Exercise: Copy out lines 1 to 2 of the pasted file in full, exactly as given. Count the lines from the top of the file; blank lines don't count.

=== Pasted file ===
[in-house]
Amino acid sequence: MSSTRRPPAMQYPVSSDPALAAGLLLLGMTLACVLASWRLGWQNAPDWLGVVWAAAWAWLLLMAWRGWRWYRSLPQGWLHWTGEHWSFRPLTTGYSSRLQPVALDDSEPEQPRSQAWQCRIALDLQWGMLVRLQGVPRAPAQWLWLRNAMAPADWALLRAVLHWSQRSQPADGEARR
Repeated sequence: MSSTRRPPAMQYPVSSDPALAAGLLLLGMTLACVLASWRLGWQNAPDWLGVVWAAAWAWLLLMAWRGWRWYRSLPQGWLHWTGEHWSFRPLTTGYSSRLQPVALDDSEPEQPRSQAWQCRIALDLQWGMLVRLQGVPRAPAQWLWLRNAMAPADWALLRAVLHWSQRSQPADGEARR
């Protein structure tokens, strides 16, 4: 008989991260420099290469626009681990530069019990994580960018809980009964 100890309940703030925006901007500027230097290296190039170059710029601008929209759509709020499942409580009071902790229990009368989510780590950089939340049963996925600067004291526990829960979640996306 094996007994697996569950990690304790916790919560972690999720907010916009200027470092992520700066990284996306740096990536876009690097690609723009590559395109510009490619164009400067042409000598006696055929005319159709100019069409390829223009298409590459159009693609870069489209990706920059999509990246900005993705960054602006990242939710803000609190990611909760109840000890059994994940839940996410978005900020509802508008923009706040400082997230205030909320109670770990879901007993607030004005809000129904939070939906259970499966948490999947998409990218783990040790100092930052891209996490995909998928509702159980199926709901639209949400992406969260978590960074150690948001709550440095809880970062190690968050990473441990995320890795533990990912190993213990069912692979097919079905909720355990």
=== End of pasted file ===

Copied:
[in-house]
Amino acid sequence: MSSTRRPPAMQYPVSSDPALAAGLLLLGMTLACVLASWRLGWQNAPDWLGVVWAAAWAWLLLMAWRGWRWYRSLPQGWLHWTGEHWSFRPLTTGYSSRLQPVALDDSEPEQPRSQAWQCRIALDLQWGMLVRLQGVPRAPAQWLWLRNAMAPADWALLRAVLHWSQRSQPADGEARR